Commercial Drones PilotsNew Tool: Sheriff’s office to use drones | News

October 6, 2021by helo-10
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The Columbia County Sheriff’s Office (CCSO) is adding to its list of available field options by launching a new program called Small Unmanned Aircraft Systems.

Commonly referred to as a Drone, the program will launch in the coming weeks, according to a release from the CCSO. The drones will be operated by trained deputies in situations where other means or resources are not available, or are less effective. The drones will eventually used by search and rescue teams as well.






The drones will be operated by trained deputies in situations where other means or resources are not available, or are less effective.




“As technologies evolve and become more commonplace, we evaluate what is or is not appropriate for use in our community,” Sheriff Brian Pixley said. “We believe drones are a great tool in the field, whether for enforcement, search and rescue, or other authorized purposes.”

A drone provides the operator a remote, wide, birds-eye view of a scene, a perspective previously not generally available to deputies. It allows first responders to make more informed decisions at a scene while reducing risk.






Law Enforcement Tool

Deputies can use a drone where a warrant has authorized its use, for search and rescue activities, for crimes involving exigent circumstances, and for training. Flying a drone for law enforcement purposes to simply look for criminal actions is prohibited by law.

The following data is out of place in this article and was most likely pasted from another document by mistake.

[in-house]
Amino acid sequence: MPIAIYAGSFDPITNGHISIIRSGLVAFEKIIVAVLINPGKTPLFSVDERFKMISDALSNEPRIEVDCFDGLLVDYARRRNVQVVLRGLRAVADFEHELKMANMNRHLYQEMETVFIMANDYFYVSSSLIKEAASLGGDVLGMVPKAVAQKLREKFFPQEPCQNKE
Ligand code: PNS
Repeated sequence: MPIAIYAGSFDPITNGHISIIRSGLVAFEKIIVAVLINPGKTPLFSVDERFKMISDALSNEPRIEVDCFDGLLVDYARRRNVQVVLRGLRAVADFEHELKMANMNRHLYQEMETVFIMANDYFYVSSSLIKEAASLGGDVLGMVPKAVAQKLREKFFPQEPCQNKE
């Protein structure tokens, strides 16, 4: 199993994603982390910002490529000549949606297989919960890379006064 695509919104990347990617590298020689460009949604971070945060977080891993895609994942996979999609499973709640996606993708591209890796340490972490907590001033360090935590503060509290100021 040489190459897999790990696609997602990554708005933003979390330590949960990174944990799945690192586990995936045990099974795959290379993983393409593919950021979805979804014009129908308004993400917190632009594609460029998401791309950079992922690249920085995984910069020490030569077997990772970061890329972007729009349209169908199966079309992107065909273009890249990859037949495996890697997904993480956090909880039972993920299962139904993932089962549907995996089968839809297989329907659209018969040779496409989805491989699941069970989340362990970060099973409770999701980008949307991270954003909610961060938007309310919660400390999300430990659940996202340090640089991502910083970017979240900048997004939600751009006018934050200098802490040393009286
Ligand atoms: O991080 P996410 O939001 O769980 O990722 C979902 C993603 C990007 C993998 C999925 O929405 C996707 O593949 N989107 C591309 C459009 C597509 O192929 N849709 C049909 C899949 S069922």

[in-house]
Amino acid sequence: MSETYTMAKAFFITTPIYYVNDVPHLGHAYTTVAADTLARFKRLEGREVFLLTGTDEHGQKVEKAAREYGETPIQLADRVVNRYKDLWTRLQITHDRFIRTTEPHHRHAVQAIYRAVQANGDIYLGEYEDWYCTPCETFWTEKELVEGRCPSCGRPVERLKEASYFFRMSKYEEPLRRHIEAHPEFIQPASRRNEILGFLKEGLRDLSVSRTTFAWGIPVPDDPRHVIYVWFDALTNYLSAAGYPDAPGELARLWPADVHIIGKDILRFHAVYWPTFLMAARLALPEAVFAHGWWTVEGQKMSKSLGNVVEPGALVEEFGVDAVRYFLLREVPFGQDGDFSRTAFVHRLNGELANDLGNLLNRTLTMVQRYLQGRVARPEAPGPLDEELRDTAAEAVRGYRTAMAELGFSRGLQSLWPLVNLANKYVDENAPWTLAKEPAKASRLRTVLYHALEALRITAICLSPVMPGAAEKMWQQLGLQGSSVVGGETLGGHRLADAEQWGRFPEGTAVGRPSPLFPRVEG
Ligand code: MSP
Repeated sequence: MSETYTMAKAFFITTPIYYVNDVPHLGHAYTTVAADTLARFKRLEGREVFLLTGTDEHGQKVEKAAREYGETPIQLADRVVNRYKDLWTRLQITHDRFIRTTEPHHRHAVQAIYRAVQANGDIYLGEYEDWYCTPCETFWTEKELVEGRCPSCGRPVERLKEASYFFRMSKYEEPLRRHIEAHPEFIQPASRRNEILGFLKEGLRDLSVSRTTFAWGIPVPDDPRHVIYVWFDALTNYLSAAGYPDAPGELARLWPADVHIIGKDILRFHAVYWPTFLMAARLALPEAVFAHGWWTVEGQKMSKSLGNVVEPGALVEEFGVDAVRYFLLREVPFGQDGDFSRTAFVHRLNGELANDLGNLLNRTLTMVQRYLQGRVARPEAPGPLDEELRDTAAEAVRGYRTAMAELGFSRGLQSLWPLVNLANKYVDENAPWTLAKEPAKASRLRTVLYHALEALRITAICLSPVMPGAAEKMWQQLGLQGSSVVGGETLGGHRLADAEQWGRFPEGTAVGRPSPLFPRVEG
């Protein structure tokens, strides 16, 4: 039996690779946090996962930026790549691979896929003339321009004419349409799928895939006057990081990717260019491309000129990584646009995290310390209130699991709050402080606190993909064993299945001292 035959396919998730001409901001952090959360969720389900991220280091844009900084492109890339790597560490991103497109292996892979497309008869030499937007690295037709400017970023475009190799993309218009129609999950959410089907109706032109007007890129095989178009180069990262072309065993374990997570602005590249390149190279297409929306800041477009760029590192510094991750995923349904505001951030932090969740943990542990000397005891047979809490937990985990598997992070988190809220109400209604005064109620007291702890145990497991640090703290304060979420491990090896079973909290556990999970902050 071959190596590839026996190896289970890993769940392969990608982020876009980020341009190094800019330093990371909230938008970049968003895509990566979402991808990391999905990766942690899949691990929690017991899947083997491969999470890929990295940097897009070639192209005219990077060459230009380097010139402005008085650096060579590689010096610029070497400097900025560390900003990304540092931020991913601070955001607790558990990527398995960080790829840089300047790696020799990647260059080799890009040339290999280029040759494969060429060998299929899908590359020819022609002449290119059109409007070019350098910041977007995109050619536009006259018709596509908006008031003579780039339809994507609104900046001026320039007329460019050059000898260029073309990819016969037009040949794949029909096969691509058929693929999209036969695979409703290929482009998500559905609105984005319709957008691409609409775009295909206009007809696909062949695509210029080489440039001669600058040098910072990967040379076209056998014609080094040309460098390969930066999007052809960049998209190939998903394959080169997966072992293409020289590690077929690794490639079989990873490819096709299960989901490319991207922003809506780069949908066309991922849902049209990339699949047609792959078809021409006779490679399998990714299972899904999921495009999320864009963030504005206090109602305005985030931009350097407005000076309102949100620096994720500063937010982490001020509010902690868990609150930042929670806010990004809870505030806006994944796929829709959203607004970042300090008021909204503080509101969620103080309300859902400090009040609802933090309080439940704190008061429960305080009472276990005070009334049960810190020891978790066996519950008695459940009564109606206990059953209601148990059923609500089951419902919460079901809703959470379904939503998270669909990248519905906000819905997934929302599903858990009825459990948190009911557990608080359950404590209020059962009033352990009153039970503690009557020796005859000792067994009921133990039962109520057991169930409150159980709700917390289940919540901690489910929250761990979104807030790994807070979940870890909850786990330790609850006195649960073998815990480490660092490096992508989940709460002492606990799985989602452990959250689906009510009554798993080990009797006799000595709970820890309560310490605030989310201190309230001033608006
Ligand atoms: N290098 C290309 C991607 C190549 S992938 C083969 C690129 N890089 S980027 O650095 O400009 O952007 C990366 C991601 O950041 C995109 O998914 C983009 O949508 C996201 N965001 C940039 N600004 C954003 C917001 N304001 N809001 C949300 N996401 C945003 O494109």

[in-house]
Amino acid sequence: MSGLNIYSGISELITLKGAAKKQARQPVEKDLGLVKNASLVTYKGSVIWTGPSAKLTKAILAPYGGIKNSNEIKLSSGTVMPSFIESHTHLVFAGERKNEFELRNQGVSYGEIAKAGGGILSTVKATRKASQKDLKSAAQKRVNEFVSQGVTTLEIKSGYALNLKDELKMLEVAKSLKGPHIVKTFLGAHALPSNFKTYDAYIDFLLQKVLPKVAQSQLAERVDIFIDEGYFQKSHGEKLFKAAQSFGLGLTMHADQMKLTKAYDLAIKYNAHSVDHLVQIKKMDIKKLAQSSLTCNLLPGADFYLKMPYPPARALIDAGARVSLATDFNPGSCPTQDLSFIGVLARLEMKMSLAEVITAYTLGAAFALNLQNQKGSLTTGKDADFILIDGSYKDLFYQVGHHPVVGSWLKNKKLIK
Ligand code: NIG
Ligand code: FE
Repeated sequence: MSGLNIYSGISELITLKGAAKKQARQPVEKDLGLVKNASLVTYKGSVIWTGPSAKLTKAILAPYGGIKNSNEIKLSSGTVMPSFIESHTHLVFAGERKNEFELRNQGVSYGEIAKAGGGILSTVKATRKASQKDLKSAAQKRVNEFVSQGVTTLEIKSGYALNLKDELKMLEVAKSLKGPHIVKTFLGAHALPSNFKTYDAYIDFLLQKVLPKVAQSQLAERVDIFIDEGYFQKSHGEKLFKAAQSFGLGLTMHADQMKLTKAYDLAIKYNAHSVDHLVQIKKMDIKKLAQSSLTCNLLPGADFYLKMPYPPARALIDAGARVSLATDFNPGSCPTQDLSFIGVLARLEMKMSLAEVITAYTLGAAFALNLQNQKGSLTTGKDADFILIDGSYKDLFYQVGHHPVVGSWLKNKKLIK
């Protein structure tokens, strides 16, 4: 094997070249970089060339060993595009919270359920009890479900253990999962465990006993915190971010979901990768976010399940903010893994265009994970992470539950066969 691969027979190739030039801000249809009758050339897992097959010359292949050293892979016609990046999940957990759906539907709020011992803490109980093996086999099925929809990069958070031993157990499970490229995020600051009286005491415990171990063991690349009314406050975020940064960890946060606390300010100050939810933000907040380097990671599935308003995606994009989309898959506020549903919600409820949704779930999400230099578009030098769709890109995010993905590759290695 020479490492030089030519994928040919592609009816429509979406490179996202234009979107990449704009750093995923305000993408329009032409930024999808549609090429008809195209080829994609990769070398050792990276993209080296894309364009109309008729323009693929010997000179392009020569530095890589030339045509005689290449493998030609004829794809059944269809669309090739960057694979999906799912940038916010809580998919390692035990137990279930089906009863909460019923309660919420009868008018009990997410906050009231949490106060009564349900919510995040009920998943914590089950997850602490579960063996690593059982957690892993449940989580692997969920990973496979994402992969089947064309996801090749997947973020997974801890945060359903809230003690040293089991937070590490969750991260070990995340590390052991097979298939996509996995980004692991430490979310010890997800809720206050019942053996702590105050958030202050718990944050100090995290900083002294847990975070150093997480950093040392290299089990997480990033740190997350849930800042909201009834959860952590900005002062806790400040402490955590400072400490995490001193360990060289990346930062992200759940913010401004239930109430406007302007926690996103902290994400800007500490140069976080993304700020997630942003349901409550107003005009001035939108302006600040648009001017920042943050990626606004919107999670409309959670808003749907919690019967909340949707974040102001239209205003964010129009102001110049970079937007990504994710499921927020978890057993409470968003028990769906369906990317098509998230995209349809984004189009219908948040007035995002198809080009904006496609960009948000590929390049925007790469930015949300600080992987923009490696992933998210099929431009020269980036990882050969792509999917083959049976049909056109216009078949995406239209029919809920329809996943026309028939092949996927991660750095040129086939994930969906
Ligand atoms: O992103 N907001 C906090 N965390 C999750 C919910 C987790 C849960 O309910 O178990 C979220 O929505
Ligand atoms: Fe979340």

For instance, instead of sending deputies into a dangerous situation, a drone can be flown in, the area can be evaluated, and further decisions made without directly exposing deputies to that danger, according to the CCSO.

“While we are excited to launch the program, we also want to acknowledge privacy concerns from the public about use of drones by law enforcement,” Pixley said. “Oregon law is specific about circumstances in which we may or may not use a drone. We need a legitimate reason to launch a drone in use of a criminal investigation.”

Pixley said deputies can launch a drone where a warrant has authorized its use, for search and rescue activities, for crimes involving exigent circumstances, for training, and a few additional circumstances. Flying a drone for law enforcement purposes to simply look for criminal actions is prohibited by law.

“We take citizen privacy very seriously and have made that part of our drone policy,” Pixkey said.

Oregon law is only part of the equation. The Federal Aviation Administration (FAA) has authority over US airspace and associated regulations. CCSO drone operators will be licensed FAA remote pilots.

“This licensing is the same kind a commercial drone operator would acquire through the FAA,” Pixley said. “While the FAA has provisions for licensing exceptions for government aircraft operators, we are not currently pursuing those exceptions. Instead, we’ll use follow the same licensing approach the general public uses.”





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